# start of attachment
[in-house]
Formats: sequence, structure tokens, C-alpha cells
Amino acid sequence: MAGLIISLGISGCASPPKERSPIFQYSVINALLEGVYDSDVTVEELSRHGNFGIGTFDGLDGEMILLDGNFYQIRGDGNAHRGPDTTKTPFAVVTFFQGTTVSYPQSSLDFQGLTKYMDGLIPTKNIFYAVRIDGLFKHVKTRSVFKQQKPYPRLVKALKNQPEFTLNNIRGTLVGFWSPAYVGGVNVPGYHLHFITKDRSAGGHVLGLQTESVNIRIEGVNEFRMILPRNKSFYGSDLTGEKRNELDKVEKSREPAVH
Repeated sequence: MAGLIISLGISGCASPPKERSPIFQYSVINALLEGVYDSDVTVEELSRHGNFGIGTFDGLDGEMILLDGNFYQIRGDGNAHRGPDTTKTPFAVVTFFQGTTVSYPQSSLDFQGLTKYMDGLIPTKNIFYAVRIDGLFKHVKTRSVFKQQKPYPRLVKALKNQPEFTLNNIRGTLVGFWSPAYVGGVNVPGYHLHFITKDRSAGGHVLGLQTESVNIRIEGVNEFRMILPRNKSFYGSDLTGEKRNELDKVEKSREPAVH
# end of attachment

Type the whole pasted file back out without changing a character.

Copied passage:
[in-house]
Formats: sequence, structure tokens, C-alpha cells
Amino acid sequence: MAGLIISLGISGCASPPKERSPIFQYSVINALLEGVYDSDVTVEELSRHGNFGIGTFDGLDGEMILLDGNFYQIRGDGNAHRGPDTTKTPFAVVTFFQGTTVSYPQSSLDFQGLTKYMDGLIPTKNIFYAVRIDGLFKHVKTRSVFKQQKPYPRLVKALKNQPEFTLNNIRGTLVGFWSPAYVGGVNVPGYHLHFITKDRSAGGHVLGLQTESVNIRIEGVNEFRMILPRNKSFYGSDLTGEKRNELDKVEKSREPAVH
Repeated sequence: MAGLIISLGISGCASPPKERSPIFQYSVINALLEGVYDSDVTVEELSRHGNFGIGTFDGLDGEMILLDGNFYQIRGDGNAHRGPDTTKTPFAVVTFFQGTTVSYPQSSLDFQGLTKYMDGLIPTKNIFYAVRIDGLFKHVKTRSVFKQQKPYPRLVKALKNQPEFTLNNIRGTLVGFWSPAYVGGVNVPGYHLHFITKDRSAGGHVLGLQTESVNIRIEGVNEFRMILPRNKSFYGSDLTGEKRNELDKVEKSREPAVH